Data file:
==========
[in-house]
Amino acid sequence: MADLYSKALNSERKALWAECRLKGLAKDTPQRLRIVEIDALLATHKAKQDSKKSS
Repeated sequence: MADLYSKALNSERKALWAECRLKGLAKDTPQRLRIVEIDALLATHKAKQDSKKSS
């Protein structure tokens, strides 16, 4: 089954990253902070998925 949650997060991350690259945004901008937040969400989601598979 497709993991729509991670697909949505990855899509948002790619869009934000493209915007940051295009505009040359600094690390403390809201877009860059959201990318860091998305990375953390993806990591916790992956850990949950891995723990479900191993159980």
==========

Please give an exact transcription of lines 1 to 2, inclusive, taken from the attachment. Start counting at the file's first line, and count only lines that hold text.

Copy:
[in-house]
Amino acid sequence: MADLYSKALNSERKALWAECRLKGLAKDTPQRLRIVEIDALLATHKAKQDSKKSS